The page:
You can power your home for 21 days with a Chevy Silverado EV and GM’s new bidirectional charger

GM Energy just debuted vehicle-to-home (V2H) bidirectional EV chargers – here’s how GM’s EVs will keep the lights on.

Once installed, GM Energy’s home EV chargers will enable customers to send power from a compatible GM EV to their home in the face of increasing power outages across the US.

Customers can purchase GM Energy’s V2H bundle through current GM mobile brand apps. It’s initially rolling out in five states – California, Florida, Michigan, New York, and Texas – with plans to expand over time.

At $7,299, the bundle doesn’t come cheap. It consists of the GM Energy Powershift Charger at $1,699, and GM Energy V2H Enablement Kit at $5,600. Installation costs and taxes won’t be included and will vary, depending on a home’s existing setup and other things. GM has partnered with home EV charging installer Qmerit.

But it’s comparable to other battery storage costs – a Powerwall costs $11,500 with a solar installation through Tesla – and GM’s system eliminates the need to install battery storage.


From the article -

With an enormous 200 kWh battery pack that can provide up to 10.2kW of power flow, the electric pickup is capable of powering an entire house for 21 days.

I don’t know of many houses that use only 200kWh over 21 days. I am frugal as heck with electricity, but even I use 600-750kWh/month in the winter and 1400-1750kWh/month in the summer.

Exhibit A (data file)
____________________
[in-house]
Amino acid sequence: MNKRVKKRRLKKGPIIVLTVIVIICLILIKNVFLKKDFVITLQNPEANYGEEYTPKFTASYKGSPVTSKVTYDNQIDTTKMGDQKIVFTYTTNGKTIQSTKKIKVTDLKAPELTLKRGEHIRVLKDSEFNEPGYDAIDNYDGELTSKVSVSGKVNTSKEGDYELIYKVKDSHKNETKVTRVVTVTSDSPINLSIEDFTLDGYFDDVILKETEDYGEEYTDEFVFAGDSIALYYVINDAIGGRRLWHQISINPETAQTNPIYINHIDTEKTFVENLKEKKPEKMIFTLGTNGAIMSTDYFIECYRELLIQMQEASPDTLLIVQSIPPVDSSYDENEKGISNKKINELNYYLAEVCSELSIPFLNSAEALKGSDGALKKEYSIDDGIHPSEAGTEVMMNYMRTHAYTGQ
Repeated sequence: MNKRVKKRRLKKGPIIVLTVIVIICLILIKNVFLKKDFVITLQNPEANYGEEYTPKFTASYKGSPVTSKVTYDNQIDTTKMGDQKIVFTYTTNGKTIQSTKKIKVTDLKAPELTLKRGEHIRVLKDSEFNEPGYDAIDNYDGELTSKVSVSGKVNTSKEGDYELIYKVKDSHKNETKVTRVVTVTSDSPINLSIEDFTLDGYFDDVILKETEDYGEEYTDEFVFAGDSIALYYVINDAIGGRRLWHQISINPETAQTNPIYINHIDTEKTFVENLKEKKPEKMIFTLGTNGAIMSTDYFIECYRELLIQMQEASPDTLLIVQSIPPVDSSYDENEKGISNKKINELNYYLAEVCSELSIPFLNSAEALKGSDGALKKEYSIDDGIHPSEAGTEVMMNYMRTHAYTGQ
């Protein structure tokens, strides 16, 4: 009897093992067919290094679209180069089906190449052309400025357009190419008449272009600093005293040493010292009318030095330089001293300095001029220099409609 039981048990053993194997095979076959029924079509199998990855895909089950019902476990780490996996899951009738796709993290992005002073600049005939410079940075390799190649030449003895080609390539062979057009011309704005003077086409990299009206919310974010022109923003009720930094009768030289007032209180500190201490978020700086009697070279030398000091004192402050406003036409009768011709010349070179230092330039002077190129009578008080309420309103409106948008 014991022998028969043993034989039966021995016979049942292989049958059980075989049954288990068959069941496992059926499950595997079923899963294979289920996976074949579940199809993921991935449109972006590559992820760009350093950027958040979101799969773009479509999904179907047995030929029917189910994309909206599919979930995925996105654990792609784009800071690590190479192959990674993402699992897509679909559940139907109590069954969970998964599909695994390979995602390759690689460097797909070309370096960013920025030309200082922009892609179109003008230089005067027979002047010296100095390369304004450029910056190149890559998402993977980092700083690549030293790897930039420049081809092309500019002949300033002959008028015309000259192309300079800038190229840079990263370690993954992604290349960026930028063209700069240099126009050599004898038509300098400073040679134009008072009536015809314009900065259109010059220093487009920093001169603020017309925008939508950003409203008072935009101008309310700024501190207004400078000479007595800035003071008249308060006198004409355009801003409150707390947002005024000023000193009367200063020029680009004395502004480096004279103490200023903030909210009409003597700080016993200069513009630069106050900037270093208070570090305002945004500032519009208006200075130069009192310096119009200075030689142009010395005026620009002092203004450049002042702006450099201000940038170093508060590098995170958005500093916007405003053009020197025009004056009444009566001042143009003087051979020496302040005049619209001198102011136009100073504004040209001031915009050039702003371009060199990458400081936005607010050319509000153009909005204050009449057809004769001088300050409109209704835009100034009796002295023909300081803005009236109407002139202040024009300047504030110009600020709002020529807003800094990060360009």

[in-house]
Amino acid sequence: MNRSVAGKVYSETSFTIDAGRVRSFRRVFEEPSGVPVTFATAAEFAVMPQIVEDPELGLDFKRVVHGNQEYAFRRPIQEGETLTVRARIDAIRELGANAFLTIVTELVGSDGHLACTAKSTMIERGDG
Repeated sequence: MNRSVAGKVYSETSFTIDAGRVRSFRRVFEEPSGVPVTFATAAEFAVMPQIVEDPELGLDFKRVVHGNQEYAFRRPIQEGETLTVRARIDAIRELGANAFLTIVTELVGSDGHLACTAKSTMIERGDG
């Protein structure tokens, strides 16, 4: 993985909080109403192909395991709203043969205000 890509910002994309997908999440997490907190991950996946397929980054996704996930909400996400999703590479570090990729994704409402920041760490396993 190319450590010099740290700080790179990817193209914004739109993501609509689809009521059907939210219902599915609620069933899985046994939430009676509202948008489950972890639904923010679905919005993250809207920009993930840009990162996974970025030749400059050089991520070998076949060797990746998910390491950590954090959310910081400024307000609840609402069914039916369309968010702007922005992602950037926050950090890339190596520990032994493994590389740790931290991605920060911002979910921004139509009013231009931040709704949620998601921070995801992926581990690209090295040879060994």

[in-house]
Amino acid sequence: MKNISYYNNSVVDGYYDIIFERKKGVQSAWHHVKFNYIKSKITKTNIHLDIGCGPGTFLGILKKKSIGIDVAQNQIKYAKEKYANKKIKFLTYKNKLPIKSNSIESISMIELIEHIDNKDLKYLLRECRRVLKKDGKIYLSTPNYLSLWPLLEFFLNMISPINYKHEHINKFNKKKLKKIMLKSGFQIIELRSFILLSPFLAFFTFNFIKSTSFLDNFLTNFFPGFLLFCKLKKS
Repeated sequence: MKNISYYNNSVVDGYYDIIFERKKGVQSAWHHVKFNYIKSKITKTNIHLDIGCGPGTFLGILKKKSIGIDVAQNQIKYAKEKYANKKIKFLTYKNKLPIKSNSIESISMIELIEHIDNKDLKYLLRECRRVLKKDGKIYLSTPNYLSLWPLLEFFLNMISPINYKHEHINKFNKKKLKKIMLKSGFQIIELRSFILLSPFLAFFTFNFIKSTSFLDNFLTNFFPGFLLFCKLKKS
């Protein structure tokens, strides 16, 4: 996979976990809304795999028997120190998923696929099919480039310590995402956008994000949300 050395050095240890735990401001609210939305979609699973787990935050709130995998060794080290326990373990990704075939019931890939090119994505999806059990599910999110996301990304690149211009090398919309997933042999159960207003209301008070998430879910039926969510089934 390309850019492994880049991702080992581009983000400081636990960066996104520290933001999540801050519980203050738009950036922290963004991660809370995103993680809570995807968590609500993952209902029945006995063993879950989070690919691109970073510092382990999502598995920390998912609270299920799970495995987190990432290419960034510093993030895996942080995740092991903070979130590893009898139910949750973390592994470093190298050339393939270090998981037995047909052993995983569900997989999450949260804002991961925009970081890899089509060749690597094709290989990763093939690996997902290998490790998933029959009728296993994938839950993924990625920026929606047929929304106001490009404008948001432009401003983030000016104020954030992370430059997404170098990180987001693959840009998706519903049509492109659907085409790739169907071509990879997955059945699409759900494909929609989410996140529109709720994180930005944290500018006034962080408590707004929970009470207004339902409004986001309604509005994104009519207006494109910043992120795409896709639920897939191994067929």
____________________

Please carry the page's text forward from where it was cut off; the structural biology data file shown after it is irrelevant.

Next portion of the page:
That would work for me. On average I used 8-10 kwh/day before getting EVs to charge.
I have a well insulated and sealed house with NG heat (although the furnace fan is ~500w). I also have passive solar thermal on the south side of my house.
I have no A/C, since I have lots of southwest and west shade trees.
Of course it would actually be dumb to take a fully charged car and completely drain it down unless it was an extreme emergency.



It would last me around 10 days which should be enough for most outages.


Of course, that assumes you have the Silverado completely filled at all times before an outage can occur. Most EV manufacturers, who use traditional LIon batteries recommend not keeping battery full for long period of time (hours), they recommend 30-80% for best battery health. The ones that use LFP batteries do recommend filling to 100% periodically. I don’t think Silverado uses LFP batteries.

In any case, the article (ad?) is targeting typical people, and typical people use a little under 1000 kWh per month per recent statistics. And in places where homes tend to be all electric (like mine), they use a bit more.

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